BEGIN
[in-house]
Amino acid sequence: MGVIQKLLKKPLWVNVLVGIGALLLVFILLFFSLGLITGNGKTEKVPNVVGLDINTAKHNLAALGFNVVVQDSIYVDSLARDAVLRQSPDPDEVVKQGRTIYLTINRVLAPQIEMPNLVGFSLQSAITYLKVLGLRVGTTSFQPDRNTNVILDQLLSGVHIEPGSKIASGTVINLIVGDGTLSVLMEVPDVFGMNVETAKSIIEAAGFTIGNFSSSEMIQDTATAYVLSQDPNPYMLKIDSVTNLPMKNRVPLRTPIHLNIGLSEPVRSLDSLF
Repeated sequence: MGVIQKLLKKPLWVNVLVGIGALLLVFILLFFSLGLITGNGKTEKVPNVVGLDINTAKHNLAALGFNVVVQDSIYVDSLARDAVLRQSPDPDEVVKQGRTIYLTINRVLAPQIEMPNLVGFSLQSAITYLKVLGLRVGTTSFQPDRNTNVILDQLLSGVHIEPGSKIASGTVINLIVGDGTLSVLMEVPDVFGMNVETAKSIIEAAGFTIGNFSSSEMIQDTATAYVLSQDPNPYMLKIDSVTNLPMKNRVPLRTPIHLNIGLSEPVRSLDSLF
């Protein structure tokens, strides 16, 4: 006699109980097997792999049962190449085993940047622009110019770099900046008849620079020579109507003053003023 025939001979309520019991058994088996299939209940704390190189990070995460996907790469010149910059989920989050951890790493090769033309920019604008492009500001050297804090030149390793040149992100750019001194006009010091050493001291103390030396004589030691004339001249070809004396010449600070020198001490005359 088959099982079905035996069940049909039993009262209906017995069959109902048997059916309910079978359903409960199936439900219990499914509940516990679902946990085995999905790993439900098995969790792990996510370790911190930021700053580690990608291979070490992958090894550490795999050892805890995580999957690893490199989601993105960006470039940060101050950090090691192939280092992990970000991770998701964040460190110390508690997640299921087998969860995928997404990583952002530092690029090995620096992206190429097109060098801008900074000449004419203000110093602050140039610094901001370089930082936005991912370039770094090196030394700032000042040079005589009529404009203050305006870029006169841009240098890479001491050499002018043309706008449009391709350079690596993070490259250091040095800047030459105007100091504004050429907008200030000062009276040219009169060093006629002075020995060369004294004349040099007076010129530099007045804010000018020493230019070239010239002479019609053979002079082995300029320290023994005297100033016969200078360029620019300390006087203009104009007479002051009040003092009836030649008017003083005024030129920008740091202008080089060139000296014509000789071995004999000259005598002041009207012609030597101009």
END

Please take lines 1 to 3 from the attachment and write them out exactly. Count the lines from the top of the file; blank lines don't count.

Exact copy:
[in-house]
Amino acid sequence: MGVIQKLLKKPLWVNVLVGIGALLLVFILLFFSLGLITGNGKTEKVPNVVGLDINTAKHNLAALGFNVVVQDSIYVDSLARDAVLRQSPDPDEVVKQGRTIYLTINRVLAPQIEMPNLVGFSLQSAITYLKVLGLRVGTTSFQPDRNTNVILDQLLSGVHIEPGSKIASGTVINLIVGDGTLSVLMEVPDVFGMNVETAKSIIEAAGFTIGNFSSSEMIQDTATAYVLSQDPNPYMLKIDSVTNLPMKNRVPLRTPIHLNIGLSEPVRSLDSLF
Repeated sequence: MGVIQKLLKKPLWVNVLVGIGALLLVFILLFFSLGLITGNGKTEKVPNVVGLDINTAKHNLAALGFNVVVQDSIYVDSLARDAVLRQSPDPDEVVKQGRTIYLTINRVLAPQIEMPNLVGFSLQSAITYLKVLGLRVGTTSFQPDRNTNVILDQLLSGVHIEPGSKIASGTVINLIVGDGTLSVLMEVPDVFGMNVETAKSIIEAAGFTIGNFSSSEMIQDTATAYVLSQDPNPYMLKIDSVTNLPMKNRVPLRTPIHLNIGLSEPVRSLDSLF